CBD Levels do Not Reduce High, Says New Study

Liz Filmer
30 Jul 2023

A new study has found that increasing the amount of CBD in cannabis does not reduce the effects of THC. 

Researchers at Kings College London set out to examine the common belief that ingesting cannabis with higher levels of CBD can protect the user from psychotic experiences and memory loss problems. However, the scientists found no evidence to support that. 

Researchers used a set amount of THC and different CBD dosages to explore the oil's effect on cognitive performance or how pleasurable the drug experience was.

The team enlisted 46 healthy volunteers to complete a randomised, double-masked trial over four individual experiments. Each study subject inhaled cannabis vapour containing 10mg of THC and various levels of CBD, 0mg, 10mg, 20mg and 30mg.

The participants must then complete a sequence of assignments, questionnaires and interviews developed to measure the effect on their cognitive capabilities, the harshness of psychotic symptoms, and how enjoyable the drug was.

Overall, the analysis found that increasing the dose of CBD did not alter the effects of THC to any level of significance on the three categories above.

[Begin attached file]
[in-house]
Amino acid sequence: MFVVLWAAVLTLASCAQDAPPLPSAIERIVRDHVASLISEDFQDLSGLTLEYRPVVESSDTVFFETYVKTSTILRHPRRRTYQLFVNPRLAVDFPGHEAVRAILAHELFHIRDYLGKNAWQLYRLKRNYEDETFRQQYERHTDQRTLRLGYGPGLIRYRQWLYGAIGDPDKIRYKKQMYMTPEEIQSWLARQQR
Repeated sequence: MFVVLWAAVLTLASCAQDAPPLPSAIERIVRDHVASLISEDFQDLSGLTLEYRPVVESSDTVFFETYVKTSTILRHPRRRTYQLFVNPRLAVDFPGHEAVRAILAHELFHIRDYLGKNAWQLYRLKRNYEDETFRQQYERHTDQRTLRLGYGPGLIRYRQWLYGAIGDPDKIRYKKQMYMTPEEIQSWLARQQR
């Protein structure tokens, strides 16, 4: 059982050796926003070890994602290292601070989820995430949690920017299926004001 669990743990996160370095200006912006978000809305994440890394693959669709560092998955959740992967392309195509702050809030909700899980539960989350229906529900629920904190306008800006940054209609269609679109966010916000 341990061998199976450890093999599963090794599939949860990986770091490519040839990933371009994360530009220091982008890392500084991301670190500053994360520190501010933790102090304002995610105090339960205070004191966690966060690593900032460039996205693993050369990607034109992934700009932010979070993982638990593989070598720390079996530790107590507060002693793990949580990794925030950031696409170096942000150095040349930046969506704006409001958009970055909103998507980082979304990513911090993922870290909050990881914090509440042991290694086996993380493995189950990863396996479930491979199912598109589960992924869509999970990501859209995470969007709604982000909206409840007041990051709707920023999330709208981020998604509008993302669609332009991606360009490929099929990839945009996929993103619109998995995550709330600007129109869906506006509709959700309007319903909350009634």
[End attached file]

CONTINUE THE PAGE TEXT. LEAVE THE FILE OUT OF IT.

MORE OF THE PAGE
The study's senior authors said: "Our data suggests that the doses typically present in cannabis do not protect against the adverse consequences of THC".

Such evidence would appear to challenge the commonly held view that cannabis with higher CBD levels provides a buffer against the unfavourable effects of cannabis."

"None of the CBD levels studied protected our volunteers from the acute adverse effects of cannabis"-Lead author Dr Amir Englund. 

The only effect of CBD was that as the concentration of CBD increased, the participants appeared to cough more. Volunteers were asked to listen to music and eat a piece of chocolate each visit. Although cannabis boosted the enjoyment of music and chocolate compared to when the volunteers were sober, CBD had no impact.

The study was funded by research funding from the Medical Research Council. It was recently published in the journal Neuropsychopharmacology.

Liz Filmer